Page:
The right to freely express their opinions, sure. I don’t think it should be a government task to judge on opinions, how appalling they may be.

        But this is not my point. If the mentioned persons were artists, I would strongly support any other artist and any institutiuon who would refuse to work with them and I would certainly not attend any of their performances, regardless of their artistic qualities.

        As I mentioned before, there should indeed be a point beyond which it is legitimate to ban an artist on the ground of non-artistic criteria. The question is where to set this point. If you set the framework of tolerable opinions too narrow, you end up banning artists for their opinion on the Euro, on the ban on Cannabis or on agricultural subsidies.

        • Gonout Backson says:

          I’m very hapy to agree with you on everything.

          Maybe except one: I don’t think there is a way to define “a point beyond which it is legitimate to ban an artist on the ground of non-artistic criteria”. Let’s leave it to the better judgment of individual people – including those running orchestras, theatres and such.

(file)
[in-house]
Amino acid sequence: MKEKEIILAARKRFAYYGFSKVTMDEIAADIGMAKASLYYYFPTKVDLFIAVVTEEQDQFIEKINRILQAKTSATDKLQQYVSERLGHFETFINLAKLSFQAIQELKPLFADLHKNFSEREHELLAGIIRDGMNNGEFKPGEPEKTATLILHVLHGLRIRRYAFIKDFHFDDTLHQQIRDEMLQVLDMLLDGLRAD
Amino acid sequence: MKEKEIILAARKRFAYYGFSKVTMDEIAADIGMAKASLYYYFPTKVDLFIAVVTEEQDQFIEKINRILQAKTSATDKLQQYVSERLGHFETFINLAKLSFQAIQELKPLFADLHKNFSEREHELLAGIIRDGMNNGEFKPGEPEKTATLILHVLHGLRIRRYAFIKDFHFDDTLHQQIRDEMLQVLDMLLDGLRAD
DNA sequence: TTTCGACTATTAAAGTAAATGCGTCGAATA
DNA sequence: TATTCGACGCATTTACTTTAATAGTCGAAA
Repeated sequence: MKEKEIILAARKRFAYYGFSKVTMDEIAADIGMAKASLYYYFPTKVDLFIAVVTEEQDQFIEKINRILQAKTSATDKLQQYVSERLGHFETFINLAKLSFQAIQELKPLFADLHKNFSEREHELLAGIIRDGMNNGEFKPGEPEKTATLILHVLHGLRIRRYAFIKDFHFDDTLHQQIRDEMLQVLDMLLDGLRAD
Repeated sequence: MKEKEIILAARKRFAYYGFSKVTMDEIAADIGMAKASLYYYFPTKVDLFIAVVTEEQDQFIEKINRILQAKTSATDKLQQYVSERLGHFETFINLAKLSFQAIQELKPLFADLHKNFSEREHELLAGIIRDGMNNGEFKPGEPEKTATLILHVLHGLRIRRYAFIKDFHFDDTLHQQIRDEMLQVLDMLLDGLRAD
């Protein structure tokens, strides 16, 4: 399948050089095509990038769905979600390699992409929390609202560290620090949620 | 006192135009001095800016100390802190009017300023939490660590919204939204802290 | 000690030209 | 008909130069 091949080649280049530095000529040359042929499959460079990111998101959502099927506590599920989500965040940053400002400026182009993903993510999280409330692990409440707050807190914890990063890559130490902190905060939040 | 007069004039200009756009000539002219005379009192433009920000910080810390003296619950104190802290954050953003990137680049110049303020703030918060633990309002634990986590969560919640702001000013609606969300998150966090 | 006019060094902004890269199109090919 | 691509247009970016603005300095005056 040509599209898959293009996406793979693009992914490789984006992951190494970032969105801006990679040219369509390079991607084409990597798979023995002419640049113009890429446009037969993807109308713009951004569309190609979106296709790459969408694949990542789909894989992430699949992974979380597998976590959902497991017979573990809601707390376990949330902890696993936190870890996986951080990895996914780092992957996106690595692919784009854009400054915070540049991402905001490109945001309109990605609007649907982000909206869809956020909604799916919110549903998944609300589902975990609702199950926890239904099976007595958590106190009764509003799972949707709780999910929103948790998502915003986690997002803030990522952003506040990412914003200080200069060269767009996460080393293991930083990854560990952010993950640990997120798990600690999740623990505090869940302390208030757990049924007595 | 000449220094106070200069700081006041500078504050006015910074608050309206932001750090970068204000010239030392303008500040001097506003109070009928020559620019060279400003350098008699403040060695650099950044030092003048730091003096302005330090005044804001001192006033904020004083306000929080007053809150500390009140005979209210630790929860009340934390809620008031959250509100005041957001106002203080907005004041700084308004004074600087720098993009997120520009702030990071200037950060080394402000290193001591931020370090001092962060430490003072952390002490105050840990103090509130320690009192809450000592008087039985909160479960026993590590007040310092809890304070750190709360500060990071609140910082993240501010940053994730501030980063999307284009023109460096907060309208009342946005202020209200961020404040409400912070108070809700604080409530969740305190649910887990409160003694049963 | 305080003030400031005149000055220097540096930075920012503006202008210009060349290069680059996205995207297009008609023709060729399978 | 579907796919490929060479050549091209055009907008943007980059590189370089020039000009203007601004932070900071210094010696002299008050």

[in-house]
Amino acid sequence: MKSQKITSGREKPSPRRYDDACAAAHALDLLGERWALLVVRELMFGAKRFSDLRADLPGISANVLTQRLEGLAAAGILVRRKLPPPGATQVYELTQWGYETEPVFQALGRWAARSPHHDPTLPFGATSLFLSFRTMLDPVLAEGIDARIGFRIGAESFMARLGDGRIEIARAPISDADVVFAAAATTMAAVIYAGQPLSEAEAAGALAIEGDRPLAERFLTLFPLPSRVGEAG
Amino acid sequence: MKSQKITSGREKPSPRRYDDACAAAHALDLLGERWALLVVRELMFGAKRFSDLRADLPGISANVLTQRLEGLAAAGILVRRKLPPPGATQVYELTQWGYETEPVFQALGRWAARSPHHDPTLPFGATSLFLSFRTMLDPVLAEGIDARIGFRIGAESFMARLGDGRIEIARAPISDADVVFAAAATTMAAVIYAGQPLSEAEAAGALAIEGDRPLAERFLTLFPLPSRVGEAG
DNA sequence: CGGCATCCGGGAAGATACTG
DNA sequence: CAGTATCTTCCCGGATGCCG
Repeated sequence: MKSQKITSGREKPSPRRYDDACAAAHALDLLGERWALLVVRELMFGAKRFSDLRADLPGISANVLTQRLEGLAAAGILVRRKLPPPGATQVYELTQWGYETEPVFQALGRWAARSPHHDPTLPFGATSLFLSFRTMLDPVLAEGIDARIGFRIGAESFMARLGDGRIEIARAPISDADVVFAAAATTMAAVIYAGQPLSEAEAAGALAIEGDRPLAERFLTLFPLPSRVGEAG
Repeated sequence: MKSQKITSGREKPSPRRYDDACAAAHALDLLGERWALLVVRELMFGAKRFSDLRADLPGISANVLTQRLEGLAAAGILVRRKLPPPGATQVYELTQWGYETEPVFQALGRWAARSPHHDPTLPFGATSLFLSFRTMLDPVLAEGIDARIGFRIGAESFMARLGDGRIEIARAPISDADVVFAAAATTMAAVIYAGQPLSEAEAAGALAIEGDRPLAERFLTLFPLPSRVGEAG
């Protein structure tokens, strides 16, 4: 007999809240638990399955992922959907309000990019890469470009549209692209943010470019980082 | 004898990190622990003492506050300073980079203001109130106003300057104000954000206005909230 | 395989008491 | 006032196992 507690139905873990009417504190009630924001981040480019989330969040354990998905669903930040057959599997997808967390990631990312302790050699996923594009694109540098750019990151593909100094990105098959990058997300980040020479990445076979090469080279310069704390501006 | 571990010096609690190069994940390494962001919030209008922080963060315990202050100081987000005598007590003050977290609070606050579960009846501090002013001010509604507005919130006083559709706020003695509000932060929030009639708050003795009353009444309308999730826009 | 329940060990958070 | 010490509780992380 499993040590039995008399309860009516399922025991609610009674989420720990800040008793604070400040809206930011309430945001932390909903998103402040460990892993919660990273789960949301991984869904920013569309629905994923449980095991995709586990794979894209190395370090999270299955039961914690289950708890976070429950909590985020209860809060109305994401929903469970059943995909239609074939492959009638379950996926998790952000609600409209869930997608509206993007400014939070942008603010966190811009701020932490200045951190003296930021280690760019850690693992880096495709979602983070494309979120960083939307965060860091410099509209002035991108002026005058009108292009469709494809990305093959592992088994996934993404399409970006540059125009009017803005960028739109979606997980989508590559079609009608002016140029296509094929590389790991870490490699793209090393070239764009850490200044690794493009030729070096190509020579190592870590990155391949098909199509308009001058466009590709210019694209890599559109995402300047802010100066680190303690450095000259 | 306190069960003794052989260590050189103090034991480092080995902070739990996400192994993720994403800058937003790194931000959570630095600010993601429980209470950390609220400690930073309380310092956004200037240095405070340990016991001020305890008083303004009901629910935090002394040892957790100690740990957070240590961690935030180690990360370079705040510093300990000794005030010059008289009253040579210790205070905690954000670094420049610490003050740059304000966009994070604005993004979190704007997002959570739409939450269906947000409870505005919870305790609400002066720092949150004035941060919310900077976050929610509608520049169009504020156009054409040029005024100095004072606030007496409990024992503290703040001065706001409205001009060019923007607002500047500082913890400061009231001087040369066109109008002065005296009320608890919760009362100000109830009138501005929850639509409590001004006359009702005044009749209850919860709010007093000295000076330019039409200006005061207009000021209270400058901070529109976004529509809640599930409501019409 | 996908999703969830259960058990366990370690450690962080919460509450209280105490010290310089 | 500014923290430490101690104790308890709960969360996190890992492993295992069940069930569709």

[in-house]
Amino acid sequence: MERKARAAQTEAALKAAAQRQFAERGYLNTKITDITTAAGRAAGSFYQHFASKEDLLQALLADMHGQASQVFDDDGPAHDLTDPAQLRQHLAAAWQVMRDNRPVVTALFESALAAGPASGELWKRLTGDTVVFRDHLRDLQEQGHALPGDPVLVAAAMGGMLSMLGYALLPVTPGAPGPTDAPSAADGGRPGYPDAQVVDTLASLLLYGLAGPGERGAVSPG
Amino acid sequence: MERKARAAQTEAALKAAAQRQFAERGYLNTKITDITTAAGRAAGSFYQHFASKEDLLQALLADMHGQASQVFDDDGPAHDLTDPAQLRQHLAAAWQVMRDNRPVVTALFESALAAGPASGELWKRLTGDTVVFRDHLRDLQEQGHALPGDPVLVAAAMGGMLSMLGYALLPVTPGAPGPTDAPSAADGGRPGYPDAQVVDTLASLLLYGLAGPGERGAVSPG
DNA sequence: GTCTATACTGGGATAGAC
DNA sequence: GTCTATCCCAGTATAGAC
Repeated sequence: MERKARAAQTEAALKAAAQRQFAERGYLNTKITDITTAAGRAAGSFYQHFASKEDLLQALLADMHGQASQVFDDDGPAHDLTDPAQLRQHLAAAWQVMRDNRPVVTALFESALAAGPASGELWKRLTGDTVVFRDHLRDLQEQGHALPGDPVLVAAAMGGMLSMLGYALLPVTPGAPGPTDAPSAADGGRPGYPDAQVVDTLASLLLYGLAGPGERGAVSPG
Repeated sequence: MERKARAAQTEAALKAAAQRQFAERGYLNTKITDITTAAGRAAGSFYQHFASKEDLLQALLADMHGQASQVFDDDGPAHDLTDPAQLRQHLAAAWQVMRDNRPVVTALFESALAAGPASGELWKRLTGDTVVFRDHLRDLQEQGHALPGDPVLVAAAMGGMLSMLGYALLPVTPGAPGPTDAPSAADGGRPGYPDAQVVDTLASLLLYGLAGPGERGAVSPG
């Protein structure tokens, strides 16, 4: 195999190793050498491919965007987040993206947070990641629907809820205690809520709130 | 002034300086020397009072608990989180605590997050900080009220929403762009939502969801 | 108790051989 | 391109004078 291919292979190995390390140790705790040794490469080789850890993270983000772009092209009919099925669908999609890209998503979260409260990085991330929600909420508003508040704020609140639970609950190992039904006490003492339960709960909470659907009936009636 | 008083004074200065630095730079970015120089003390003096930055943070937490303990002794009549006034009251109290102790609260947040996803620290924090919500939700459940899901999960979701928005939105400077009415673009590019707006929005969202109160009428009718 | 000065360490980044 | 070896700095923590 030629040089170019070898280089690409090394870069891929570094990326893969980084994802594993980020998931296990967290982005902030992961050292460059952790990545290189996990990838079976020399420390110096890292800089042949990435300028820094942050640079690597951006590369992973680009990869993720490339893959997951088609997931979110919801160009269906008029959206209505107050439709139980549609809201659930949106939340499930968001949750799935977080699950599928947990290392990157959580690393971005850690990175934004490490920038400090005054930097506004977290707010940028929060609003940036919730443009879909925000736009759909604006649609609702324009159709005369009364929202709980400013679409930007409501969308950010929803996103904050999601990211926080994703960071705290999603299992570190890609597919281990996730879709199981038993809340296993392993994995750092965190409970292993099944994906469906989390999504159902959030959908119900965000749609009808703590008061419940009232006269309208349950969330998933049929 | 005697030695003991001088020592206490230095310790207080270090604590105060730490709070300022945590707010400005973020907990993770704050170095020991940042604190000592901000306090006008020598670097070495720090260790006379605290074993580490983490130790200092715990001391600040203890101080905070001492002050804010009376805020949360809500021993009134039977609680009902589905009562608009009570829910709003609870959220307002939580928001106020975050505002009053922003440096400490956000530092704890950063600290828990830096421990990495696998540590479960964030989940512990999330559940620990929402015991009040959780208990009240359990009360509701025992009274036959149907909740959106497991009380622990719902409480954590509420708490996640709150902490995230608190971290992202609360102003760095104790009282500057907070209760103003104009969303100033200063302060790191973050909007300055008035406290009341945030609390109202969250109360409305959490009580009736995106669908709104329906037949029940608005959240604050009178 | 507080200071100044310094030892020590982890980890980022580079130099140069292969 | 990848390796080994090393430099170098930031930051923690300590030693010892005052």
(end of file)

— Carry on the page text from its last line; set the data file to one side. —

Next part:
• Jeffrey E. Salzberg says:

      What about that’s being once removed? Hamas and Hezbollah repeatedly, stridently call for exactly that — the murders of all Jews. Should artists who support those groups be banned?

      • Simon S. says:

        I would certainly support anyone who refuses to work with someone who opnely supports these organisations for exactly the reason you have given.

  • william osborne says:

    There might be an disconcerting implication here: to make sure that artists are banned whose views we do not like, we should threaten people’s safety so the ban will be justified.

  • MacroV says:

    I think your distinction is weak. An openly homophobic opera singer is obviously going to make her colleagues uncomfortable, so you say that’s permissible to cancel.

    In Lisitsa’s case, what about Ukrainians in the TSO who don’t share her views – and might quite reasonably take offense at her characterization of Maidan-ers as neo-Nazis? Or just freedom and democracy advocates. If I were an orchestra musician, I would feel rather uncomfortable having her as a guest at my orchestra.

    • Hank says:

      I’d say if an opera singer s openly homophobic, he/she is in the wrong profession. Best that they migrate to heavy metal.